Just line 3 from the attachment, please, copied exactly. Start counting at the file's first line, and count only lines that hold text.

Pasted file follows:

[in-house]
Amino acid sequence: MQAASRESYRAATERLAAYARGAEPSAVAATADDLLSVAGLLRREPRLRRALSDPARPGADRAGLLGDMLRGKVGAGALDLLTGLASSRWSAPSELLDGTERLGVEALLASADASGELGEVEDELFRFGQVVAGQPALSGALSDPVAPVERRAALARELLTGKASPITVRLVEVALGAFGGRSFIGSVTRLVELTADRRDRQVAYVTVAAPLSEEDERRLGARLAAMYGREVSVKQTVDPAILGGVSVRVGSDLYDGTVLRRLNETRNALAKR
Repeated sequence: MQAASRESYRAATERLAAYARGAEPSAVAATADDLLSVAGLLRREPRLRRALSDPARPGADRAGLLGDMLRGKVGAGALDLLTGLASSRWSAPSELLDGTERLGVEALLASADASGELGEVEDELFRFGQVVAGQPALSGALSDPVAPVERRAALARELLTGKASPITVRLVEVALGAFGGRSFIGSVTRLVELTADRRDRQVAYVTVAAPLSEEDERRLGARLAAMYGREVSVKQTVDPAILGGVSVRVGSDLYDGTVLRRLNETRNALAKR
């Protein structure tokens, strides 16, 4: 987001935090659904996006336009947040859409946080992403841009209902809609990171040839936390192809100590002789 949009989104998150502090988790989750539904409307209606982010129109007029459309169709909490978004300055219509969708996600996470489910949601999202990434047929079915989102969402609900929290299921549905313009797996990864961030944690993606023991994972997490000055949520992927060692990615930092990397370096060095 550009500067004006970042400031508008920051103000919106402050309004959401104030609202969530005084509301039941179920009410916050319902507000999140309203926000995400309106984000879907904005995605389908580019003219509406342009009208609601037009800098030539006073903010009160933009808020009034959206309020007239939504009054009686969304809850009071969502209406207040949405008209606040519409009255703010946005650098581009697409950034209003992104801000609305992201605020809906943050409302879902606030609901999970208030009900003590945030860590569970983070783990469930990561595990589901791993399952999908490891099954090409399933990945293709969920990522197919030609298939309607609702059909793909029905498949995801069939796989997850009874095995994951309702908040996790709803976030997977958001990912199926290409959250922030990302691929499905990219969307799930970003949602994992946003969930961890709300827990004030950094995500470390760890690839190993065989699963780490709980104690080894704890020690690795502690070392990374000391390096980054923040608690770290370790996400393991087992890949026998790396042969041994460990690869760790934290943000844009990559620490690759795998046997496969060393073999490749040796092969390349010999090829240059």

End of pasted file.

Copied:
Repeated sequence: MQAASRESYRAATERLAAYARGAEPSAVAATADDLLSVAGLLRREPRLRRALSDPARPGADRAGLLGDMLRGKVGAGALDLLTGLASSRWSAPSELLDGTERLGVEALLASADASGELGEVEDELFRFGQVVAGQPALSGALSDPVAPVERRAALARELLTGKASPITVRLVEVALGAFGGRSFIGSVTRLVELTADRRDRQVAYVTVAAPLSEEDERRLGARLAAMYGREVSVKQTVDPAILGGVSVRVGSDLYDGTVLRRLNETRNALAKR